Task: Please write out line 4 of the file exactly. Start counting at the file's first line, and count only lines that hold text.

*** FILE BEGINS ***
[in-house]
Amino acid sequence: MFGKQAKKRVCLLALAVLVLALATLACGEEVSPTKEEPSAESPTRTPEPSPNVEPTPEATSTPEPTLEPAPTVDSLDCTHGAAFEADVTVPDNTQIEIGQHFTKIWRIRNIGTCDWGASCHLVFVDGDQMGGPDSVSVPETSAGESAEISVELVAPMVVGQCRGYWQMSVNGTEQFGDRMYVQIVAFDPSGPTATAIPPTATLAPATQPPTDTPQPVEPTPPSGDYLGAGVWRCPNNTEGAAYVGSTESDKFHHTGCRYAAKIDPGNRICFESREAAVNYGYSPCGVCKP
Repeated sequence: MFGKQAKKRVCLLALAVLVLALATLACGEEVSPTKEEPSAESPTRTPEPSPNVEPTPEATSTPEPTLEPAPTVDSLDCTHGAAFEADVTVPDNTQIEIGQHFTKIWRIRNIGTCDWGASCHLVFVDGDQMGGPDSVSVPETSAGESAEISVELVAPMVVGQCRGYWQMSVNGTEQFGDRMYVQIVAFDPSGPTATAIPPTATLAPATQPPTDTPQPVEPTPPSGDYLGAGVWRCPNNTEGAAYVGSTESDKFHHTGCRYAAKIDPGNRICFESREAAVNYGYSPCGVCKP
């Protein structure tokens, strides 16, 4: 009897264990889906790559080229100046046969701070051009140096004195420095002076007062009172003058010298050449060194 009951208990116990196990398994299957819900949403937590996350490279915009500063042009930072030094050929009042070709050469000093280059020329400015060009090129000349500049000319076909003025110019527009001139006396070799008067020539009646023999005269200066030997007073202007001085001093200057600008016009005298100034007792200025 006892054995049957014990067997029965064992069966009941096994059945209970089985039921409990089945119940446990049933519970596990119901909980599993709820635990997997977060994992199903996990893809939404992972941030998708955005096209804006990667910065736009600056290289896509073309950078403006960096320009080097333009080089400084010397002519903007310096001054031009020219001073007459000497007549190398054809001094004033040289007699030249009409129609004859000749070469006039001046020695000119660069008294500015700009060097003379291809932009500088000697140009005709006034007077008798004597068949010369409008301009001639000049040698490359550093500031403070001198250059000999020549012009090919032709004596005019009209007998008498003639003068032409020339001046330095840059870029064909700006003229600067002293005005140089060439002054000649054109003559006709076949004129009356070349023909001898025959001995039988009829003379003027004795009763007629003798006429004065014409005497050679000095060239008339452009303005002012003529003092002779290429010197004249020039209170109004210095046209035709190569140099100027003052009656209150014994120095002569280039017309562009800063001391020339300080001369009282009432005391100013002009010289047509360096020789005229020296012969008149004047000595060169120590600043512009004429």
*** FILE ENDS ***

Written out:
């Protein structure tokens, strides 16, 4: 009897264990889906790559080229100046046969701070051009140096004195420095002076007062009172003058010298050449060194 009951208990116990196990398994299957819900949403937590996350490279915009500063042009930072030094050929009042070709050469000093280059020329400015060009090129000349500049000319076909003025110019527009001139006396070799008067020539009646023999005269200066030997007073202007001085001093200057600008016009005298100034007792200025 006892054995049957014990067997029965064992069966009941096994059945209970089985039921409990089945119940446990049933519970596990119901909980599993709820635990997997977060994992199903996990893809939404992972941030998708955005096209804006990667910065736009600056290289896509073309950078403006960096320009080097333009080089400084010397002519903007310096001054031009020219001073007459000497007549190398054809001094004033040289007699030249009409129609004859000749070469006039001046020695000119660069008294500015700009060097003379291809932009500088000697140009005709006034007077008798004597068949010369409008301009001639000049040698490359550093500031403070001198250059000999020549012009090919032709004596005019009209007998008498003639003068032409020339001046330095840059870029064909700006003229600067002293005005140089060439002054000649054109003559006709076949004129009356070349023909001898025959001995039988009829003379003027004795009763007629003798006429004065014409005497050679000095060239008339452009303005002012003529003092002779290429010197004249020039209170109004210095046209035709190569140099100027003052009656209150014994120095002569280039017309562009800063001391020339300080001369009282009432005391100013002009010289047509360096020789005229020296012969008149004047000595060169120590600043512009004429």